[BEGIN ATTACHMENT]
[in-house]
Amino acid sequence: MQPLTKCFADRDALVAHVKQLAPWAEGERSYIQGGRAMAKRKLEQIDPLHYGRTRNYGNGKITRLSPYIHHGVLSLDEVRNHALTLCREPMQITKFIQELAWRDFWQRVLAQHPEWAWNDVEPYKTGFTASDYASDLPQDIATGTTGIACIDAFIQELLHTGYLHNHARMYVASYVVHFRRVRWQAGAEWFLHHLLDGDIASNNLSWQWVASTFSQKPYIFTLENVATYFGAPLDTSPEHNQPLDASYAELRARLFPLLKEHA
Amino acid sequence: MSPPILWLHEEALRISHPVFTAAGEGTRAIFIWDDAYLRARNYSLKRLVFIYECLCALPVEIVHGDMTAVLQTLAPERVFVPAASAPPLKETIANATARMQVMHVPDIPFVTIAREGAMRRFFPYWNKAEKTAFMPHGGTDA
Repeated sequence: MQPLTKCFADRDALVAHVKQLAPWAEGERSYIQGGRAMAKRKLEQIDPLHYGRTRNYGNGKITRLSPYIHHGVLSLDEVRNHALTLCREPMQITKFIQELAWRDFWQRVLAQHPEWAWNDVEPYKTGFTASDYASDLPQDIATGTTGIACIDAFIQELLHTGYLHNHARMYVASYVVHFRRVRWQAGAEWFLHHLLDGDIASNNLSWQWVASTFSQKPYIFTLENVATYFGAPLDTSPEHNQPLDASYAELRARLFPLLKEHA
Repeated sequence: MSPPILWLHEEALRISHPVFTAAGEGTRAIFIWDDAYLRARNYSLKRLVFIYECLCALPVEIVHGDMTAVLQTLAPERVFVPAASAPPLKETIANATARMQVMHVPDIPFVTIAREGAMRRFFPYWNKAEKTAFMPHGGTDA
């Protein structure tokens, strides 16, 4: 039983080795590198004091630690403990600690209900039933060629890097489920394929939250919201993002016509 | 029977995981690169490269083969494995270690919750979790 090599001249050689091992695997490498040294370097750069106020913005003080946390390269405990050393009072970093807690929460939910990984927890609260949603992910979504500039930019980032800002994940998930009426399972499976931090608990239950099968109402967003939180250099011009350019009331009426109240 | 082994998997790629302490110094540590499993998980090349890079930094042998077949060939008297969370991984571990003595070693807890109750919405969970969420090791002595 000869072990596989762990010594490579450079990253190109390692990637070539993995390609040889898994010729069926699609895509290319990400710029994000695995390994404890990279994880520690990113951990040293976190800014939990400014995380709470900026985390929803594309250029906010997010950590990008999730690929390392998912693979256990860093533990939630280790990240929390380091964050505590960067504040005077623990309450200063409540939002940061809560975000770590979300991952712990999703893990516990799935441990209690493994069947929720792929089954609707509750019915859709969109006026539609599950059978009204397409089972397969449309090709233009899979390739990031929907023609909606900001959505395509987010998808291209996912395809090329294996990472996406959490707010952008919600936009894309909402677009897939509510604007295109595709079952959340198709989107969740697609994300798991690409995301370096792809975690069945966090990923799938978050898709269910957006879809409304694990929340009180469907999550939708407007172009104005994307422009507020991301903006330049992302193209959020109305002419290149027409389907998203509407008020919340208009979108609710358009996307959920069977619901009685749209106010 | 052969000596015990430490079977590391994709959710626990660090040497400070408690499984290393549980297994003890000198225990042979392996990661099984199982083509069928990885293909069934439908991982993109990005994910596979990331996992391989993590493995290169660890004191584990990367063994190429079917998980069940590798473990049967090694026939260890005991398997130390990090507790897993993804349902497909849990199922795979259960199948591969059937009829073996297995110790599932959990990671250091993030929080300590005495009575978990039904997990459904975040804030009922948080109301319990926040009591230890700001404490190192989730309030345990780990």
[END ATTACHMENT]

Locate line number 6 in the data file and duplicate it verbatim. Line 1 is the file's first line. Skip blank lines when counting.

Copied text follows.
């Protein structure tokens, strides 16, 4: 039983080795590198004091630690403990600690209900039933060629890097489920394929939250919201993002016509 | 029977995981690169490269083969494995270690919750979790 090599001249050689091992695997490498040294370097750069106020913005003080946390390269405990050393009072970093807690929460939910990984927890609260949603992910979504500039930019980032800002994940998930009426399972499976931090608990239950099968109402967003939180250099011009350019009331009426109240 | 082994998997790629302490110094540590499993998980090349890079930094042998077949060939008297969370991984571990003595070693807890109750919405969970969420090791002595 000869072990596989762990010594490579450079990253190109390692990637070539993995390609040889898994010729069926699609895509290319990400710029994000695995390994404890990279994880520690990113951990040293976190800014939990400014995380709470900026985390929803594309250029906010997010950590990008999730690929390392998912693979256990860093533990939630280790990240929390380091964050505590960067504040005077623990309450200063409540939002940061809560975000770590979300991952712990999703893990516990799935441990209690493994069947929720792929089954609707509750019915859709969109006026539609599950059978009204397409089972397969449309090709233009899979390739990031929907023609909606900001959505395509987010998808291209996912395809090329294996990472996406959490707010952008919600936009894309909402677009897939509510604007295109595709079952959340198709989107969740697609994300798991690409995301370096792809975690069945966090990923799938978050898709269910957006879809409304694990929340009180469907999550939708407007172009104005994307422009507020991301903006330049992302193209959020109305002419290149027409389907998203509407008020919340208009979108609710358009996307959920069977619901009685749209106010 | 052969000596015990430490079977590391994709959710626990660090040497400070408690499984290393549980297994003890000198225990042979392996990661099984199982083509069928990885293909069934439908991982993109990005994910596979990331996992391989993590493995290169660890004191584990990367063994190429079917998980069940590798473990049967090694026939260890005991398997130390990090507790897993993804349902497909849990199922795979259960199948591969059937009829073996297995110790599932959990990671250091993030929080300590005495009575978990039904997990459904975040804030009922948080109301319990926040009591230890700001404490190192989730309030345990780990």